Phillips v. Beauly LLC et al

Filing 33

MEMORANDUM AND ORDER granting 20 Amended MOTION TO DISMISS FOR FAILURE TO STATE A CLAIM , and denying 25 MOTION for Leave to File Second Amended Petition (Signed by Magistrate Judge Stephen Wm Smith) Parties notified.(jmarchand, 4)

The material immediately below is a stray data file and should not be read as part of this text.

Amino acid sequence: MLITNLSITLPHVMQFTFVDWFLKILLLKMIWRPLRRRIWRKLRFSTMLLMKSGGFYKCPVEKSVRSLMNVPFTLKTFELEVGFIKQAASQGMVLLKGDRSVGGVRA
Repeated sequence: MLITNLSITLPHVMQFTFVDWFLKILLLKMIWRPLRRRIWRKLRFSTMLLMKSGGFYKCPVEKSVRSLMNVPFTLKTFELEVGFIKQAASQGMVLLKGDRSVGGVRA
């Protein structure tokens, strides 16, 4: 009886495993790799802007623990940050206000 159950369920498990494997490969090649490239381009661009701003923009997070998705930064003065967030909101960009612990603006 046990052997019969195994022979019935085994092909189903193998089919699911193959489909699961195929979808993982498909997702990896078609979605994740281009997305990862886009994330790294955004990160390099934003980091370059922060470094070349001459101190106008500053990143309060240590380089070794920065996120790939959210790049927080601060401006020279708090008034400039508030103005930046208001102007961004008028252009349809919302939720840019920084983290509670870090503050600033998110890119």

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United States District Court Southern District of Texas ENTERED UNITED STATES DISTRICT COURT SOUTHERN DISTRICT OF TEXAS HOUSTON DIVISION M ARYANNE P HILLIPS, Plaintiff, v. B EAULY, LLC AND S TARWOOD W AYPOINT TRS, LLC., Defendant. § § § § § § § § August 07, 2017 David J. Bradley, Clerk C IVIL A CTION N O. 4:16-CV-02272 MEMORANDUM AND ORDER Before the Court is defendants Beauly, LLC and Starwood Waypoint’s Rule 12(b)(6) motion to dismiss (Dkt. 20) and plaintiff Maryanne Phillips’s second motion for leave to amend her complaint (Dkt. 25). The parties consented to magistrate judge jurisdiction. Dkt. 23. After reviewing the pleadings and the law, Defendants’ motion for summary judgment is granted, and Phillips’s motion for leave is denied. Background Plaintiff Maryanne Phillips initially filed suit against Beauly, LLC and Starwood Waypoint TRS, LLC (“Starwood”) in Texas state court. On July 29, 2016, Defendants timely removed the case to federal court on the basis of diversity jurisdiction. Dkt. 1. On November 5, 2008, Phillips executed a “deed of trust” granting a security interest in real property in favor of JPMorgan Chase (“JPM”). Dkt. 20 at 4. Phillips defaulted in payment and, on April 3, 2012, JPM took title via a substitute trustee’s deed. Dkt. 20-2. On October 24, 2014, Beauly purchased the properly from JPM at auction and Beauly subsequently transferred the properly to Starwood Waypoint via general warranty deed. Dkt. 20 at 5. Analysis Phillips’s complaint alleges that (1) she is entitled to quiet title; (2) the defendants cannot evict Phillips because the statute of limitations has expired; (3) the defendants violated Phillips’ constitutional right to due process; and (4) injunctive relief is appropriate.1 Plaintiff also requests leave to amend her complaint. If allowed, the second amended complaint would add another cause of action alleging the property was fraudulently transferred from Beauly to Starwood Waypoint. Now, Defendants move to dismiss the complaint under Federal Rule of Civil Procedure 12(b)(6). Dkt. 20. I. Defendants’ Rule 12(b)(6) Motion to Dismiss 2 Federal Rule of Procedure 12(b)(6) provides that a party may move for dismissal of an action for failure to state a claim upon which relief may be granted. In reviewing a pleading under Rule 12(b)(6), the Court must accept as true all well-pleaded facts contained in the plaintiff’s complaint and view them in the light most favorable to the plaintiff. Ashcroft v. Iqbal, 556 U.S. 662, 678-79 (2009). However, only facts are entitled to an assumption of truth; legal conclusions unsupported by factual allegations do not suffice. Id. To survive a Rule 12(b)(6) motion to dismiss, the allegations must be enough 1 Phillips’ response to the motion to dismiss indicates that any request for injunction is withdrawn. Dkt. 26 at 8. Therefore, the claim for injunctive relief is withdrawn. 2 Phillips’s petition refers to a “deed of trust”, “substitute trustee’s deed”, and “deed without warranty” as the controlling docum ents in question, but did not attach them to her petition. Generally, on a Rule 12(b)(6), the Court’s consideration is lim ited to the contents of the pleadings and any attachm ents to the pleadings. Brand Coupon Network, L.L.C. v. Catalina Marketing Corp., 748 F.3d 631, 635 (5th Cir. 2014). Because the previously mentioned documents are attached to Defendants’ motion (Dkt. 20-1; 20-2; 20-3), the Court may properly consider the documents in its analysis. Catalina, 748 F.3d at 635 (“The Court may also consider documents attacked to either a motion to dismiss or an opposition to that motion when the documents are referred to in the pleadings and are central to plaintiff’s claims.”). 2 to state a claim of relief that is plausible on its face. Bell Atl. Corp. v. Twombly, 550 U.S. 544, 570 (2007). “A claim has facial plausibility when the plaintiff pleads factual content that allows the court to draw the reasonable inference that the defendant is liable for the misconduct alleged.” Iqbal, 556 U.S. at 678. A. Quiet Title Phillips claims that she has a right in the real property because JPM violated the “deed of trust” when it transferred title via a “deed without warranty.” Dkt. 16 at 6. To prevail in an action to quiet title, the plaintiff must prove: (1) her right, title, or ownership in real property; (2) that the defendant has asserted a ‘cloud’ on his property, meaning an outstanding claim or encumbrance valid on its face that, if it were valid, would affect or impair the property owner’s title, and (3) that the defendant’s claim or encumbrance is invalid.” Warren v. Bank of America, N.A., 566 Fed. App’x 379, 382 (5th Cir. 2014). To quiet title in her favor, Phillips “must allege right, title, or ownership in himself or herself with sufficient certainty to enable the court to see he or she has a right of ownership that will warrant judicial interference.” Wright v. Matthews, 26 S.W.3d 575, 578 (Tex. App. 2000). As an initial matter, Phillips has not shown that she is entitled to the property. She has not alleged any facts that would lead the Court to believe she has title in the property. Phillips seems to rely heavily on her belief that a “deed without warranty” is invalid. On the contrary, transferring title via a deed without warranty has no bearing on the validity of the transfer. Young v. Rudd, 226 S.W.2d 469, 472 (Tex. Civ. App. 1950). 3 Phillips also asserts that, at some point, the Housing and Urban Development Department (HUD) made arrangements to and did reinstate the loan, giving her superior title to the property. Dkt. 16 at 2. However, the pleadings are devoid of any indication that the reinstatement occurred and the argument holds no water. Moreover, Phillips does not claim any wrongdoing by Defendants and the Court could not reasonably believe that Defendants are liable for the alleged conduct. The only purported wrongdoer is JPM, which is not a party to this action. Phillips’s claim for quiet title is dismissed. B. Trespass Statute of Limitations Phillips contends that because JPM failed to evict Phillips within two years of foreclosing on the property, and because Defendants did not move to evict within the limitations period, Defendants are barred from bringing an action for trespass. Dkt. 16 at 6. The statute of limitations is an affirmative defense raised in a party’s response to a pleading. F ED. R. C IV. P. 8(c). Defendants have not asserted any counterclaims against Phillips in this matter. Consequently, the claim is not appropriate and must be dismissed. C. Fourteenth Amendment Due Process and 42 U.S.C. § 1983 Phillips alleges that because she was never afforded the right to object to the transfer of title from Beauly to Starwood Waypoint, her constitutional right to due process was violated. Dkt. 16 at 4. To state a claim under § 1983, Phillips must allege facts that show (1) she has been deprived of a right secured by the Constitution and the laws of the United States; and (2) the deprivation occurred under color of state law. Bass v. Parkwood Hosp., 180 F.3d 234, 241 (5th Cir. 1999).Defendants are private actors not 4 subject to liability pursuant to 42 U.S.C. § 1983. Phillips has made no allegation that Defendants are state actors within the meaning of § 1983. Thus, she has failed to state a viable claim under § 1983 and the claim is dismissed. D. Declaratory Judgment When a declaratory judgment action is filed in state court and subsequently removed to federal court, it is converted to one brought under the federal Declaratory Judgment Act, 28 U.S.C. §§ 2201, 2202. The Declaratory Judgment Act is a procedural device that creates no substantive rights; rather, it requires the existence of a justiciable controversy. Lowe v. Ingalls Shipbuilding, A Div of Litton Sys., Inc., 723 F.2d 1173 (5th Cir. 1984); Aetna Life Ins. Co. of Hartford, Conn. v. Haworth, 300 U.S. 227, 240 (1937). “Based on the facts alleged, there must be a substantial and continuing controversy between two adverse parties.” Bauer v. Texas, 341 F.3d 352, 358 (5th Cir. 2003). As explained, Phillips has not alleged facts that would lead to the conclusion that a present controversy exists between Phillips and Defendants. Therefore, Phillips’s request for declaratory judgment is dismissed. II. Plaintiff’s Motion for Leave to Amend Generally, leave to amend should be freely given if justice so requires. F ED. R. C IV. P. 15(a). However, leave is by no means guaranteed. Marucci Sports, L.L.C. v. Nat’l Collegiate Athletic Ass’n, 751 F.3d 368, 378 (5th Cir. 2014). In denying leave, the Court considers factors such as “undue delay, bad faith or dilatory motive on the part of the movant, repeated failure to cure deficiencies by amendments previously allowed, undue prejudice to the opposing party by virtue of allowance of the amendment, futility of 5 amendment, etc.” U.S. ex rel. Adrian v. Regents of Univ. of Cal., 363 F.3d 398, 403-04 (5th Cir. 2004)(internal citation omitted). Phillips suggests that this second amendment should be allowed because it is made in good faith, would cure any defects, and will not prejudice the defendants. Dkt. 25 at 2. The Court disagrees. The proposed amendment would add a new claim for fraudulent and voided transfer (Dkt 25-1 at 8) and add insignificant changes to the initial claims. The additions cannot cure the likely incurable defects in the complaint. The assertions in the complaint, including the fraudulent transfer claim, are unfounded conclusory allegations. Therefore, the motion is denied. Conclusion For these reasons, Defendants’ motion to dismiss (Dkt. 20) is granted, and Phillips’s second motion to amend (Dkt. 25) is denied. Signed at Houston, Texas, on August 7, 2017. 6